2010 Nor-Cal Energy Use Guide – Save Money and the Planet


Editor’s note: Don’t miss the Whole Earth and Watershed Festival from 10 a.m. to 3 p.m. Saturday. Get more details from writer Paul Shigley and read his piece on Shasta College’s sustainability conference.

Energy is great stuff, and in Northern California we use a lot of it to get around, power our homes, and produce the goods and services that make up our economy. Many people think of energy efficiency and renewable energy as expensive. In fact, they can save you money. The purpose of this guide is to help you decide what kind of energy to use to get the most power for your dollar, and to use it to more efficiently to produce the least CO2 pollution, to reduce your “carbon footprint.”

Of course, there are other environmental effects to energy use, besides CO2 pollution. Some of the types of electricity production which have the smallest CO2 emissions, such as hydroelectric and nuclear power, have other, very serious, adverse environmental consequences, that must also be taken into account. But for many people, the cost of energy is the first consideration. And C02 pollution levels can be hard to get a handle on. So those are the factors that this guide focuses on, and will help you to calculate.

Before we go further, let’s state the obvious. The cheapest energy you will ever buy is one you don’t. Conservation is the first principle, both in saving money on energy and reducing the adverse environmental effects of energy use. But, if you intend to live “on the grid” and plan to drive a vehicle, you will need to make choices in the type of energy you buy, and the way you use it.

As you read on, you probably will see that you use both primary and secondary fuels. Hydrocarbon fuels derived from fossil deposits, such as gasoline, diesel fuel, propane and natural gas, are such primary fuels, which you burn directly in your vehicles or home appliances. Electricity is a secondary fuel, produced by converting other forms of energy to the very versatile “juice.”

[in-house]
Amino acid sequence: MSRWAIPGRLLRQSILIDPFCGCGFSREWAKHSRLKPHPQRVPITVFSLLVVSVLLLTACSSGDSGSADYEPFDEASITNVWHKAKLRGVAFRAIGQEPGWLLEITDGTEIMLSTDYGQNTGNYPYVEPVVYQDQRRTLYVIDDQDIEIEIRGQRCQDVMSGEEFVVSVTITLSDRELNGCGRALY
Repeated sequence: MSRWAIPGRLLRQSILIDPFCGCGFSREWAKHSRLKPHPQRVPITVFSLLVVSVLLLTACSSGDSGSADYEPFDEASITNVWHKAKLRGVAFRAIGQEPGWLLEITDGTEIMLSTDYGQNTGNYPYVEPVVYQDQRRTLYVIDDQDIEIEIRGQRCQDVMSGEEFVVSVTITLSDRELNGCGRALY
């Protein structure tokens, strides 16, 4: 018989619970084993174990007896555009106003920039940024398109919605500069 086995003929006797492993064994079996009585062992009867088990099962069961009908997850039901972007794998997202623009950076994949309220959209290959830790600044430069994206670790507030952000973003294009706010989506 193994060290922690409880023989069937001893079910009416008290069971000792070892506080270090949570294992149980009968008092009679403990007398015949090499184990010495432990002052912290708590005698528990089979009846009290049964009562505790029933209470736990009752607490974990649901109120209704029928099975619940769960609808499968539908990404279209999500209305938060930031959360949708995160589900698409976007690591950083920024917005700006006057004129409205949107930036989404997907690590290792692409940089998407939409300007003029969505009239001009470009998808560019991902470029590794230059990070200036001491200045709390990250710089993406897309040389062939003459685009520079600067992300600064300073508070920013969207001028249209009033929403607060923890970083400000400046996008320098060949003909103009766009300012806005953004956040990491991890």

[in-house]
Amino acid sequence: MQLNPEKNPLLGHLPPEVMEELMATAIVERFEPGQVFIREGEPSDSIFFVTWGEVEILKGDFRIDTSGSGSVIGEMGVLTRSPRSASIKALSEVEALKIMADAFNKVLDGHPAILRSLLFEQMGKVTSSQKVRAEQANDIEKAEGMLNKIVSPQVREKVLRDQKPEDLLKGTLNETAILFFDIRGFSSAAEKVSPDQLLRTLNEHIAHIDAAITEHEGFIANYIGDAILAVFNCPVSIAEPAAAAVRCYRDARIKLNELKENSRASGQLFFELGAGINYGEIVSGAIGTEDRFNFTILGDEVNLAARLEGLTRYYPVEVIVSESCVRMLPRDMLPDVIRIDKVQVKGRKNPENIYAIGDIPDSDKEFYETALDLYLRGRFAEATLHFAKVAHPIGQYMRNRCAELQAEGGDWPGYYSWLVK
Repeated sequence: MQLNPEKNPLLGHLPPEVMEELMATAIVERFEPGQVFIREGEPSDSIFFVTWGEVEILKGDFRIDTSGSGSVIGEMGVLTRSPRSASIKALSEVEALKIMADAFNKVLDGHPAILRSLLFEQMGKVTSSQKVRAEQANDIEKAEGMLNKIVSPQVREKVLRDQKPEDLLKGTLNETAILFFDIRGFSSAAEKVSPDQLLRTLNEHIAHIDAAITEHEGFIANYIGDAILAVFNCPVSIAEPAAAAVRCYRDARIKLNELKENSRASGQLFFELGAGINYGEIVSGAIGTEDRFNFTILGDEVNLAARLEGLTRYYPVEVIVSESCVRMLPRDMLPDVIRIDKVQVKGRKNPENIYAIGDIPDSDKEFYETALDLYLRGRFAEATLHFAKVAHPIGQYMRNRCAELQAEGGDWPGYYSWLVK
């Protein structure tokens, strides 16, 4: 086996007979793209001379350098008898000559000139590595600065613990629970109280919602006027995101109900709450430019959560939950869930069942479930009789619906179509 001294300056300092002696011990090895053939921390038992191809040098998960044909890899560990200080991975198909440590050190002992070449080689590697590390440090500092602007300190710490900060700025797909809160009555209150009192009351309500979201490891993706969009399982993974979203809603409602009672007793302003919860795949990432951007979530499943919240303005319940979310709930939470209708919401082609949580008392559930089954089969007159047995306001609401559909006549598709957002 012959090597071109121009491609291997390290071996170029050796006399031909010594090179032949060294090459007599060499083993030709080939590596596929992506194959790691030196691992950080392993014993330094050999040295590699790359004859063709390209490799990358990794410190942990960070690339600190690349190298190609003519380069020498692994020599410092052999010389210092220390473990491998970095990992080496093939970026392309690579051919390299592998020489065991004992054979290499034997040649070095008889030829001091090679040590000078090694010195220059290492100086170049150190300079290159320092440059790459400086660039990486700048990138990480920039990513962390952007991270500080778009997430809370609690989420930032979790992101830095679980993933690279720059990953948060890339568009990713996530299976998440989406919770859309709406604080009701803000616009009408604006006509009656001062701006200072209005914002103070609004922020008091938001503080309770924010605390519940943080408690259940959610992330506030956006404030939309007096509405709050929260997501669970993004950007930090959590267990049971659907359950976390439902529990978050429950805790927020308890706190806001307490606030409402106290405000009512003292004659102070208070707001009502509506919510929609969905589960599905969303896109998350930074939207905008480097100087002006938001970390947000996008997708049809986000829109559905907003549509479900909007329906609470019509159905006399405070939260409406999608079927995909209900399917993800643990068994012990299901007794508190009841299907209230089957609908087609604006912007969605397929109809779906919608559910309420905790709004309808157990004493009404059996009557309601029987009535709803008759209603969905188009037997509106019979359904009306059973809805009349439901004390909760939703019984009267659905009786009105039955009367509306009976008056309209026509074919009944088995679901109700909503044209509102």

Home Fuels

For many home uses, grid electricity is the only practical alternative. But for some uses, electricity has a high price. You’ve probably heard of fuel cells, which may well be game changers for efficient electricity production in the future. But for now, your utility burns fossil fuels to create mechanical energy, then converts that energy to electricity. The process has improved quite a bit since Thomas Edison first did it about 130 years ago, but it still has poor energy conversion efficiency. Only about 40% of the energy contained in the fossil fuel, typically natural gas or coal, makes it through the power line to your home. The other 60%  still has to be paid for – by you – in your electric bill. And despite some renewable and nuclear energy content, fossil fuels produce most grid electricity. So, your electric appliances are actually getting their heat (largely) from natural gas, but they are doing it indirectly, inefficiently, and expensively.

To save money, and reduce your carbon footprint, it’s usually beneficial to reduce your grid electricity use wherever possible, both by conservation, and replacing electricity with renewable and conventional primary fuels. The chart at this interactive link, builditsolar.com/References/Calculators/Fuels/FuelCompare.htm, will help you to find your savings. It translates different types of energy measurements to common values, what it costs (the prices printed here approximate Spring 2010 local prices) and how much C02 pollution is created.

You can go online, enter the unit costs from your own energy bills, the efficiency ratings of your appliances (the default values are typical) and see exactly what savings another fuel may offer you. Be sure to also check out the links at the site for more excellent energy information and advice. A kilowatt hour (KWH) is 1000 watts consumed for 1 hour. Another way to think about this is that it’s enough electricity to run a 100-watt lightbulb for 10 hours. Natural gas is measured on your bill in therms. As you can see, (PG&E) natural gas prices are relatively low right now, but remember that, unlike electricity, they change month-to-month. If you heat with wood, you probably already know that a cord is 128 cubic feet. The calculator translates the different fuels into cost in dollars, and CO2 emissions per 100K BTU of heat, in the two columns to the right.

Many home energy uses require electricity. But if you need energy to produce heat, you’re almost always    better off using primary fuels, rather than electricity, even though prices are often lower for electric appliances. Large cost and CO2 pollution savings can be had by replacing electric resistance heating appliances, which may account for a very large percentage of your electric bill, with natural gas or propane.